The challenge sounds daunting: Use artificial intelligence "to address humanity's Grand Challenges." But if that sounds like the kind of thing that stimulates your creative juices, and you have the engineering chops to back it up, you could win a few million bucks and a lot of attention.
Roughly 3,500 parties responded to the announcement of the prize in February to say they were interested in competing. The five-month registration window ends Dec. 1, after which applicants will go through four selection rounds over the course of four years.
The prize money isn't much in the scheme of things when you consider the tens of millions of dollars top-raising AI startups have drawn in Series A funding rounds. It's also important to remember that funding comes in at the end of the four year competition, if you win--so it's up to competing teams to fund their entries up to that point.
But IBM Watson VP Stephen Gold says you don't necessarily need a lot of money to come up with a winning project. There are a lot of open-source resources for machine learning and artificial intelligence applications.
Here are some tips from IBM and XPrize about how to best succeed in the competition.
Remember, it's not about the money.
As Gold mentions, the $5 million in prizes aren't enough to push a major project forward. What teams stand to win by competing is attention for their project. Some are likely to get funding from venture capitalists or angel investors, but others are likely to do well on shoestring budgets. Ultimately, he thinks teams can leverage open-source resources to produce something competitive.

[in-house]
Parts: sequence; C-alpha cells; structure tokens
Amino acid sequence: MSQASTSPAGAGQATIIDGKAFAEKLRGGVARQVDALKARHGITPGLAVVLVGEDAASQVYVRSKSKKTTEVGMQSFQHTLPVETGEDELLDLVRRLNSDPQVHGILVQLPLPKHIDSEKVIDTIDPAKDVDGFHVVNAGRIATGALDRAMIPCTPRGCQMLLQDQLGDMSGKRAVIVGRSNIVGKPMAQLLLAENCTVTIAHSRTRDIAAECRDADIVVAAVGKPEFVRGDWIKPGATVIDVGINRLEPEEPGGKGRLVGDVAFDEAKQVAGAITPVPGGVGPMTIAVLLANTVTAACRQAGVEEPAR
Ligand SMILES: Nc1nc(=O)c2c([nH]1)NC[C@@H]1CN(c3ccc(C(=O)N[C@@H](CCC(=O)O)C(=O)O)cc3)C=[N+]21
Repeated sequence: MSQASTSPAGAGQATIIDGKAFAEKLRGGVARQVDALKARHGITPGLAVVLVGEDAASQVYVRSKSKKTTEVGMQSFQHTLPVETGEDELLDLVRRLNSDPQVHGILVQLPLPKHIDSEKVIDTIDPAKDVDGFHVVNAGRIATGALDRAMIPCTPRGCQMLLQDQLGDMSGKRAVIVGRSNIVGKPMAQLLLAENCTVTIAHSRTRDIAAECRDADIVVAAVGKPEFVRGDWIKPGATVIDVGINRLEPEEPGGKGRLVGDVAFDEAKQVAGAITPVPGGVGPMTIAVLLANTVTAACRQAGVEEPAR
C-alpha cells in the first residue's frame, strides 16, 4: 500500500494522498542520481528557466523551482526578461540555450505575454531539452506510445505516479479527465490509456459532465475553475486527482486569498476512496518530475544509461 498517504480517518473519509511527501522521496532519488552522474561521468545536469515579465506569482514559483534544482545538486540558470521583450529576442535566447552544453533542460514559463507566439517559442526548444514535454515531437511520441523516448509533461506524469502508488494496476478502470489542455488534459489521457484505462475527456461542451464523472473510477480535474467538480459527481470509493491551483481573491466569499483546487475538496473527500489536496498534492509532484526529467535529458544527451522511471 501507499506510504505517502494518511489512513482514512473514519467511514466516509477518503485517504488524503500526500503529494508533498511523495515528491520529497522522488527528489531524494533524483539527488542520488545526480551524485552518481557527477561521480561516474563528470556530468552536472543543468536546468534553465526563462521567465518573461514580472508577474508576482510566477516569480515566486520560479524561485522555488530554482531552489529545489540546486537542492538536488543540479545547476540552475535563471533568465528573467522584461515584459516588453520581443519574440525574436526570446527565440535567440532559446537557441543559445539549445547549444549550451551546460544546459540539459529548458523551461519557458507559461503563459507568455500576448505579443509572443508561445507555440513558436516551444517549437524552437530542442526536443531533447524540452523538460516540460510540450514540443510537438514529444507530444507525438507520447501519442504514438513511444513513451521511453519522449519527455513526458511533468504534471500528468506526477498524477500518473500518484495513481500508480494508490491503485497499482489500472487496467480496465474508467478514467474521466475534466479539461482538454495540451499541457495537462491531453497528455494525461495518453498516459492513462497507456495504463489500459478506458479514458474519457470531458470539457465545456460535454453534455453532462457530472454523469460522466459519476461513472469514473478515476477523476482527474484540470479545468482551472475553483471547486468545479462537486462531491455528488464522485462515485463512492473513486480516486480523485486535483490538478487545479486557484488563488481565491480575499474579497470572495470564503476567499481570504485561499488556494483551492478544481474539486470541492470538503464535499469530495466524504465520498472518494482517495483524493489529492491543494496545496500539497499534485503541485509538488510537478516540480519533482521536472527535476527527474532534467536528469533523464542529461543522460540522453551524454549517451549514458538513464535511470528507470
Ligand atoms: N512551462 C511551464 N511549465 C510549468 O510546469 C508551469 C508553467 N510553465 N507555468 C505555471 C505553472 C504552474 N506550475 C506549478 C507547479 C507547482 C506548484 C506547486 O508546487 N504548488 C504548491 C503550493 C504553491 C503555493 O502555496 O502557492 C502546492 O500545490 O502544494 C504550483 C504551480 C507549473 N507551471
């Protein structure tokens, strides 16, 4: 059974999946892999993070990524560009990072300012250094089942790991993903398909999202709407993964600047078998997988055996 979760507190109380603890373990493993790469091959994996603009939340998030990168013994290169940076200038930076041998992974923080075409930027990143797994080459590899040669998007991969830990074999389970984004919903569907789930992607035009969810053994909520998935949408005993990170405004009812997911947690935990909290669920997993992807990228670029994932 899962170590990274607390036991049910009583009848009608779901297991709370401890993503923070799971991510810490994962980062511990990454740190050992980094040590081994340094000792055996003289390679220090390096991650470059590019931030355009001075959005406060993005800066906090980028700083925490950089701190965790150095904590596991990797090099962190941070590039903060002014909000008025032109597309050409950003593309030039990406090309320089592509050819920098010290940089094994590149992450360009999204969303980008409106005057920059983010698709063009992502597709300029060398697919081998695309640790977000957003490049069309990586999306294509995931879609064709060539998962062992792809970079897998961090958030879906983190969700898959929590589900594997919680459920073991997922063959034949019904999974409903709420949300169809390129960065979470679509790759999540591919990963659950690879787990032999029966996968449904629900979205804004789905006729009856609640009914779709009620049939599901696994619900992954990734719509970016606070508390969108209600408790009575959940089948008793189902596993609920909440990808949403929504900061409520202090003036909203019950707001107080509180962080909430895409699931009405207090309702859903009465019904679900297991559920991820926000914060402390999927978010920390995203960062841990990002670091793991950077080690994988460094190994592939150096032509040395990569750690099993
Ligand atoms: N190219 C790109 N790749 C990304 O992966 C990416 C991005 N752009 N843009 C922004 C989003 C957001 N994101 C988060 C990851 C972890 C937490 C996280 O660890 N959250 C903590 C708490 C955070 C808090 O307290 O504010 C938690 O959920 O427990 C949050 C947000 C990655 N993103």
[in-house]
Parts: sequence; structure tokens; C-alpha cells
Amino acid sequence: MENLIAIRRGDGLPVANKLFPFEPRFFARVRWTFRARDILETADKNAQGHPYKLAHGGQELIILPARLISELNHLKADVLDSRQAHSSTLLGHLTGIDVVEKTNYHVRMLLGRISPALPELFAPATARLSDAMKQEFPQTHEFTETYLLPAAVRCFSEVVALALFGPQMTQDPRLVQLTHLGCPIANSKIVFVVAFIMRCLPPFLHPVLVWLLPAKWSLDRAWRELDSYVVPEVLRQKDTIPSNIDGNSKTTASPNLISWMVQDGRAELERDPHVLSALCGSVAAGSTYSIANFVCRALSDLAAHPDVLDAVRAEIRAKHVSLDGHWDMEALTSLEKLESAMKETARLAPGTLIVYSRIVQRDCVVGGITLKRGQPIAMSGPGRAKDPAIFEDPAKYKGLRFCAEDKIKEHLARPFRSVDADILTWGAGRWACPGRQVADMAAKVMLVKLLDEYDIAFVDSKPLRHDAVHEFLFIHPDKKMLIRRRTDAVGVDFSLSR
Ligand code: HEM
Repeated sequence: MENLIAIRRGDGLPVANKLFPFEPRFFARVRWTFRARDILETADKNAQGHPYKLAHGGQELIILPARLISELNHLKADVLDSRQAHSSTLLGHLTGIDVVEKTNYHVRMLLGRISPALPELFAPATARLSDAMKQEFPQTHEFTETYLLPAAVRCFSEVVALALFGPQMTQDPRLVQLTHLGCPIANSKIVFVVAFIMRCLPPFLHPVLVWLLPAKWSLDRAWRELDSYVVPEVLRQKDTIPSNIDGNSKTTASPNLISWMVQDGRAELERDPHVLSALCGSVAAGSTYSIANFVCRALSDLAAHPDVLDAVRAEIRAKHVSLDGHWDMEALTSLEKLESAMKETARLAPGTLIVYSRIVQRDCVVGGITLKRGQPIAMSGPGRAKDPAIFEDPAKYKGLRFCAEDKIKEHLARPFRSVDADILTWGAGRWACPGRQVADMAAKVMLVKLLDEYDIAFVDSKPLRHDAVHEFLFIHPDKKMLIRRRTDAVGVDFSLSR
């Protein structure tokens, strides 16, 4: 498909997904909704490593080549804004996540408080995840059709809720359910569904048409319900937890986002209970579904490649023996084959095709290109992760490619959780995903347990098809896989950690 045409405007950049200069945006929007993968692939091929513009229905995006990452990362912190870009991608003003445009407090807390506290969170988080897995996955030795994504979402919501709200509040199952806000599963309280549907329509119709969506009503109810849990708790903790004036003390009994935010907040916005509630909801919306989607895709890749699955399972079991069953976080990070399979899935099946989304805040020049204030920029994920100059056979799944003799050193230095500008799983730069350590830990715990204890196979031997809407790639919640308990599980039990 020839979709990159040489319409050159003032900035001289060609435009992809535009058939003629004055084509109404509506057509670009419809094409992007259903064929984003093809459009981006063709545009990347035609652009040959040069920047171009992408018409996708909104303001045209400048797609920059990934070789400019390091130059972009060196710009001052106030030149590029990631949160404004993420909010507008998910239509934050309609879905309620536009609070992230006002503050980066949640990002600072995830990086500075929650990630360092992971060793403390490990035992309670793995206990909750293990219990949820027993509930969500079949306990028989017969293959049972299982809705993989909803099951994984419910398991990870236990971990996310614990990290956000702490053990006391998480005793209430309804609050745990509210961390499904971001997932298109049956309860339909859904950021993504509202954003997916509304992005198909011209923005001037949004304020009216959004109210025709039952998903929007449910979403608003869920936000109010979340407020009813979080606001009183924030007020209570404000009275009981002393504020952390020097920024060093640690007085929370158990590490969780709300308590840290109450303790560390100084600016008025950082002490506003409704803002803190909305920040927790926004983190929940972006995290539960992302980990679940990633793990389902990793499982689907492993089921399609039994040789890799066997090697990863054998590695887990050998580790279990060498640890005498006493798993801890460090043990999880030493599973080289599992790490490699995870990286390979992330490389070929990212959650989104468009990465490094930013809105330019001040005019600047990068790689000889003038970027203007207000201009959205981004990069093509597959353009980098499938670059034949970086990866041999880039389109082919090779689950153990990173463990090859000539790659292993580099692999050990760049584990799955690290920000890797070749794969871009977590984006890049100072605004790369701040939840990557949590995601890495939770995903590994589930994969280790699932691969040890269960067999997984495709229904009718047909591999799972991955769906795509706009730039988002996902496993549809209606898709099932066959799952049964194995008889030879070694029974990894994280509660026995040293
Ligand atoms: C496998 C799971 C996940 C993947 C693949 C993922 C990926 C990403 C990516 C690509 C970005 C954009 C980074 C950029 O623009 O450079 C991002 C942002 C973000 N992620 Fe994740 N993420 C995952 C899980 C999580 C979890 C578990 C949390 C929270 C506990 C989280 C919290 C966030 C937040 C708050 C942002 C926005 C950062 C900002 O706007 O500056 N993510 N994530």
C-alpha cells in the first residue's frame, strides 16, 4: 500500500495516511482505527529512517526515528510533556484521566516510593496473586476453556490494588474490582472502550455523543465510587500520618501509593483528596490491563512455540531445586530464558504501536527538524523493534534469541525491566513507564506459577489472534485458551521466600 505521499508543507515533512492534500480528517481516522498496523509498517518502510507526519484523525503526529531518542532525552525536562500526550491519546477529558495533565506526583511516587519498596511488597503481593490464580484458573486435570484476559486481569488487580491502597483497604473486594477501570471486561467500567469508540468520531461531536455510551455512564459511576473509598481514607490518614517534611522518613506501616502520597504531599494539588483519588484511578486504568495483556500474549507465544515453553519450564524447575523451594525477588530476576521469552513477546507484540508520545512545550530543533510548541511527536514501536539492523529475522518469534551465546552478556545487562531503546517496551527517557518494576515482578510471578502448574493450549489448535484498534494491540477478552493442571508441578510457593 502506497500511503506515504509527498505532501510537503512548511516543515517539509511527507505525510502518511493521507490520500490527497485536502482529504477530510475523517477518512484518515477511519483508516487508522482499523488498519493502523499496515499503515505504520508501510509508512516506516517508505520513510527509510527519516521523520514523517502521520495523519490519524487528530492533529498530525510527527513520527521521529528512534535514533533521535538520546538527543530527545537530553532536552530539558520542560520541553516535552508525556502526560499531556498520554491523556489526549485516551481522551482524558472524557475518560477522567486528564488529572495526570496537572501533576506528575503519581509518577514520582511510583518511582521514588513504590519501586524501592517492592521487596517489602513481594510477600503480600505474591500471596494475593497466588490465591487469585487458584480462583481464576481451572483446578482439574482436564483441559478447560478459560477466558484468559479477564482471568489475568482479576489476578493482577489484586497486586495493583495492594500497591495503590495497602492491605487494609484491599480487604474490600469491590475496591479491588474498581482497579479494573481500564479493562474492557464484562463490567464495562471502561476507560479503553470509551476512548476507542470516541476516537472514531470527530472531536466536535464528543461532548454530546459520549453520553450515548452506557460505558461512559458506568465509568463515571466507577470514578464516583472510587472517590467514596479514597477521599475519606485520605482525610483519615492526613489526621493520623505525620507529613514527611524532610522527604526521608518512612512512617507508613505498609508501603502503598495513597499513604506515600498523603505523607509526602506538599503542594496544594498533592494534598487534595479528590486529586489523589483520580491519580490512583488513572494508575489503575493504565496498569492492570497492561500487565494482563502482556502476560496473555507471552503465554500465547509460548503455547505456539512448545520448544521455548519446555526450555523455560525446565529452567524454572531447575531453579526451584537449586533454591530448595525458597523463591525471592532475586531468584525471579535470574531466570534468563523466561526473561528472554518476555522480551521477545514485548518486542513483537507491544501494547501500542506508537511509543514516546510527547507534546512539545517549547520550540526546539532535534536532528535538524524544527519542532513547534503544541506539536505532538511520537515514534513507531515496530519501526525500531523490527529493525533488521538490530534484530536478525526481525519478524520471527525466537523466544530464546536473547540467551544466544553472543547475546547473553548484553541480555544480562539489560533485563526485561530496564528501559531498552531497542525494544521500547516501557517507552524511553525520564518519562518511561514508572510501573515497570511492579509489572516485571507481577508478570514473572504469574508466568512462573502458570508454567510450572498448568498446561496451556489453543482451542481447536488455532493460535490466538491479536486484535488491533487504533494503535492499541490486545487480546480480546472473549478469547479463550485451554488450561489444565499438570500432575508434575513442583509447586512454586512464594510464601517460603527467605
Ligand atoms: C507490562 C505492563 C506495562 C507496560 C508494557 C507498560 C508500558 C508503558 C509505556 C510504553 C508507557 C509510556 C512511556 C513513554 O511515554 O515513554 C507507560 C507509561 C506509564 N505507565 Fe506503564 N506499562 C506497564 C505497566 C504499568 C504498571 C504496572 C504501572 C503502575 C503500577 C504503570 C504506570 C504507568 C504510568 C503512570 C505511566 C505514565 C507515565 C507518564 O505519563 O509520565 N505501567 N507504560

XPrize CEO Marcus Shingles and Director of Technical Operations for the IBM Watson AI XPrize Ed McNierney say collaboration is key to succeeding in the competition. Groups that have identified problems that could be solved through application of machine learning to process data, for example, should reach out to experts in machine learning and vice versa. Another component of a balanced team might be an organization with access to data relevant to the project. A team working to improve traffic safety may want government data on accidents, for example. "We want to encourage people who are trying to solve problems jump in and we'll connect you with the AI community," says McNierney.
Results trump ideas.
Shingles says those who can demonstrate success before the competition draws to a close are likely to perform the best. It's wise to find an application for the solution a team designs.